Chairman Pai and the Sinclair Broadcast Group

In November 2017, Members of Congress asked the FCC's Inspector General to investigate Chairman Pai over the FCC’s moves to relax media ownership rules and whether they are timed to benefit Sinclair Broadcast Group’s proposed purchase of Tribune Media. The lawmakers cited a number of rules changes, including an FCC vote in April to reinstate the so-called UHF discount. That allows station groups to “discount” the reach of their UHF holdings, providing a way for some companies to comply with national ownership caps. “All of these actions, when taken in context with reported meetings between the Trump Administration, Sinclair, and Chairman Pai’s office, have raised serious concerns about whether Chairman Pai’s actions comply with the FCC’s mandate to be independent,” the request reads. The lawmakers want the Inspector General to investigate whether Pai’s moves show a “pattern and practice of preferential treatment for Sinclair,” and whether there was “inappropriate coordination” between Pai’s office, the Trump campaign, and Sinclair.

In May 2017 Sinclair, the largest owner of local TV stations in the U.S., agreed to buy Tribune Media for $3.9 billion (see Sinclair’s Tribune Purchase, Path Paved By Trump). I wrote then that,  “[i]t seems as though the Trump Administration, by paving the way for increased media ownership consolidation, is granting this conservative-leaning station group owner greater influence over our civic discourse.” A brief timeline:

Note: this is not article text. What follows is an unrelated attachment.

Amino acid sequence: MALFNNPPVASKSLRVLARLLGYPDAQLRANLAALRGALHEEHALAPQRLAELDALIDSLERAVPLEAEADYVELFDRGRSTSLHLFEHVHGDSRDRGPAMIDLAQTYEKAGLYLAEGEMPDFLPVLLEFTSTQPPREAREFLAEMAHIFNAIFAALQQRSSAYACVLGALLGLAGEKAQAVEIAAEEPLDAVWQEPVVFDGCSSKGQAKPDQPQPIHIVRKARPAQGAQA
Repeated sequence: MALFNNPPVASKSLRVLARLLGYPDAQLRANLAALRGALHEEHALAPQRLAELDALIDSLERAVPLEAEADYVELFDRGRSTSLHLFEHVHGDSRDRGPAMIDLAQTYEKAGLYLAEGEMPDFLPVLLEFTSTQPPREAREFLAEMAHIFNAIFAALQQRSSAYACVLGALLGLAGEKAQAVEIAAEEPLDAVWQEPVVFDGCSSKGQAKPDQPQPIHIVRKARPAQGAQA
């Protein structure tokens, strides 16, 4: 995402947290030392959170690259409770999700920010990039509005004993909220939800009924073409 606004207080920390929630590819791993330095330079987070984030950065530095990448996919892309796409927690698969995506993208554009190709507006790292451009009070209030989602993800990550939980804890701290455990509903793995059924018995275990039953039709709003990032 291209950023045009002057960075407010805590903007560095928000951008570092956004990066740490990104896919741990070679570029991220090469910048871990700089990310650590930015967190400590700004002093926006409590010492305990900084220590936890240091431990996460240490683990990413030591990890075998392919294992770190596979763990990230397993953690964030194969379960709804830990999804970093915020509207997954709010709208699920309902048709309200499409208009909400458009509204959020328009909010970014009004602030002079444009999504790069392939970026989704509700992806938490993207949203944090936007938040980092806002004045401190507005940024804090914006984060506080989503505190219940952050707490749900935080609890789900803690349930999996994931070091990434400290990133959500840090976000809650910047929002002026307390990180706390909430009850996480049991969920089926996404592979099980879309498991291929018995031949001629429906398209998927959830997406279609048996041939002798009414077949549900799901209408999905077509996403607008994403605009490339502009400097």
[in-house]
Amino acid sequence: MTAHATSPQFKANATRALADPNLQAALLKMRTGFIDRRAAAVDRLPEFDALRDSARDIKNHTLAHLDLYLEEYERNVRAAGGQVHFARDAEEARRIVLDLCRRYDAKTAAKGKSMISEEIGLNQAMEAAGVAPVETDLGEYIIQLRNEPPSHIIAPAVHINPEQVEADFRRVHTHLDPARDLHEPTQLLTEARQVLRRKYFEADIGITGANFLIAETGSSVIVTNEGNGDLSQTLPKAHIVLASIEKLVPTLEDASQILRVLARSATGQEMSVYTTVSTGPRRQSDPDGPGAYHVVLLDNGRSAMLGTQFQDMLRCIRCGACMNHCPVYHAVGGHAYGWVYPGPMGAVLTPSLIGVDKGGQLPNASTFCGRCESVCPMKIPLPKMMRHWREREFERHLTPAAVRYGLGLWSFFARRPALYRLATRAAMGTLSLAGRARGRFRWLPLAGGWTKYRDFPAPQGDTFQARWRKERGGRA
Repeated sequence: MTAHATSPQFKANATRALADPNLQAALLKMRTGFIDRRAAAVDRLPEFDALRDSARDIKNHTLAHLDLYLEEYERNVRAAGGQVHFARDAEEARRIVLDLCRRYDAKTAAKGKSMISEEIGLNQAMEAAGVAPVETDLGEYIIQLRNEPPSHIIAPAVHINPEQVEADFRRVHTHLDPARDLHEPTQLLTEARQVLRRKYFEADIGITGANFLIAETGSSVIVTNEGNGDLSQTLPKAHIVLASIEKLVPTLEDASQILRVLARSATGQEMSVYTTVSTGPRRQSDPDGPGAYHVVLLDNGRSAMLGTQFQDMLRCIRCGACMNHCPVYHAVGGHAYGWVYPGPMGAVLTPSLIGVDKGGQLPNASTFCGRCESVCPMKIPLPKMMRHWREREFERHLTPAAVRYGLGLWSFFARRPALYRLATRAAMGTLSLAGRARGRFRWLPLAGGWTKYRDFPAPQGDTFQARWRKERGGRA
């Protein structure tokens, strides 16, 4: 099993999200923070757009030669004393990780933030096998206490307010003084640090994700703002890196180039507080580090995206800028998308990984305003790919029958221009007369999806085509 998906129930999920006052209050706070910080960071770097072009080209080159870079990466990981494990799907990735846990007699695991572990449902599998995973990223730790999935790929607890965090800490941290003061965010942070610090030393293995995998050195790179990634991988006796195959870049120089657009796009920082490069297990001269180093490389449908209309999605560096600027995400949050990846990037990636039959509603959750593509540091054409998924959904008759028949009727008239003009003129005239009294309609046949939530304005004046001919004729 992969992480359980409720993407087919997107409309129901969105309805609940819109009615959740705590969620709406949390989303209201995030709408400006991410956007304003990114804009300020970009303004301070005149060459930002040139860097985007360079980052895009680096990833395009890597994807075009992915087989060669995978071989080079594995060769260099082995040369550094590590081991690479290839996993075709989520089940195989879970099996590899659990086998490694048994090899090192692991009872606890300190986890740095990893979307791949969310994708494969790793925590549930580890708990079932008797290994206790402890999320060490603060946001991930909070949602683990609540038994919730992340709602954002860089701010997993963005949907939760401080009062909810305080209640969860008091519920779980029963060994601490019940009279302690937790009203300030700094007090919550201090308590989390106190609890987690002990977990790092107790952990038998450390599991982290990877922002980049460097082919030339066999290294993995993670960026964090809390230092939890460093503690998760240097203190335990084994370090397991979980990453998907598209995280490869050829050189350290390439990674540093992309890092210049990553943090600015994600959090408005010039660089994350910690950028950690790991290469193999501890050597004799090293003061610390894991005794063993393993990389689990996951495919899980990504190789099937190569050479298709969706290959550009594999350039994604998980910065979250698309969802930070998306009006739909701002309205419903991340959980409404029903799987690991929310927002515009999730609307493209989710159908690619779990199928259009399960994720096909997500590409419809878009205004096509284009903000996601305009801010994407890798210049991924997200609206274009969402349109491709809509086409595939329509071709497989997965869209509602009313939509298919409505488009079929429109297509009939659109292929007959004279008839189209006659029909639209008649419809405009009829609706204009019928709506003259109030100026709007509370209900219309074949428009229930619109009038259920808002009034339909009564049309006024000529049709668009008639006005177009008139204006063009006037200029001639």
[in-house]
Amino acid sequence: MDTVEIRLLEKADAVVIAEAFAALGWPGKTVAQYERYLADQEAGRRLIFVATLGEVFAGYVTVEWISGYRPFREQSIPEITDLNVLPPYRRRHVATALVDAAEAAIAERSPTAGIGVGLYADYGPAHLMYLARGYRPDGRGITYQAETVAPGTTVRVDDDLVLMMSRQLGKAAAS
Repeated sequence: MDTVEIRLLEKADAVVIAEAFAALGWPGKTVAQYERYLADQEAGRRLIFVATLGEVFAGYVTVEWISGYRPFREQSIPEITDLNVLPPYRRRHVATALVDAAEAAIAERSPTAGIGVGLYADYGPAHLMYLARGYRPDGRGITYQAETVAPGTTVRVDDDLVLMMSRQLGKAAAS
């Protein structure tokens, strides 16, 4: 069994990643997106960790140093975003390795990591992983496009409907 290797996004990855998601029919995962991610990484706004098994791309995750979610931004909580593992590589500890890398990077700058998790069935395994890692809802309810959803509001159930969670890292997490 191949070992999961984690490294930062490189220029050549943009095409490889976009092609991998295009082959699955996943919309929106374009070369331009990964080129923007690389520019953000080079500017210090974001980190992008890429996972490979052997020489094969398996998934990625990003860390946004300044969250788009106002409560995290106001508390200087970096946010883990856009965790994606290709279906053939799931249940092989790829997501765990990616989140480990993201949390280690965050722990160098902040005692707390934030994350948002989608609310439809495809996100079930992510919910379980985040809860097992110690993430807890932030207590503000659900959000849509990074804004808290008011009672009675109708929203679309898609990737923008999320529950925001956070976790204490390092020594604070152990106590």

• November 2016: Just days after the November 8 election, then-FCC Commissioner Pai speaks to Sinclair’s managers about his views on the media marketplace and broadcasters’ role.

  • April 2017: Chairman Pai’s FCC reinstates UHF discount, enabling Sinclair to fall within the media ownership cap.

  • November 2017: Pai’s FCC votes to relax ownership rules that will allow media companies to operate multiple TV station in a market -- a big help to Sinclair.


In one of Pai’s first acts as Chairman, he told nine companies that they will not be able to participate in the Lifeline program, the FCC’s telecommunication subsidy program for individuals with low-income. The reaction to this move and the surrounding controversy caused Pai to “set the record straight” in a Medium post, where he adopted the now-familiar Trump Administration tactic of blaming the media when his actions were met with criticism (see The FCC Is Sucking The Life Out Of Lifeline). Former FCC staffer Gigi Sohn responded to Pai's defense saying, "the new FCC majority fundamentally dislikes the Lifeline Program and will seek to weaken it by any means possible."

In November, the FCC's Republican majority helped prove Sohn's point, making some immediate changes to how the Lifeline program in Tribal Areas and launching a proceeding many see as a way to weaken the overall program by starving it of service providers, customers, and subsidies (see What's the FCC Doing to the Lifeline Program?).


Chairman Pai has been fast at work implementing his deregulatory agenda, favoring the private sector, allowing ownership consolidation, and, ultimately, abdicating the FCC’s public-interest mission.

It has certainly been an interesting first year. Be sure to follow along daily throughout year two by subscribing to Benton’s Headlines.

Benton provides a free daily calendar of communications policy-related events.

Quick Bits

Weekend Reads (resist tl;dr)

ICYMI from Benton

By Robbie McBeath.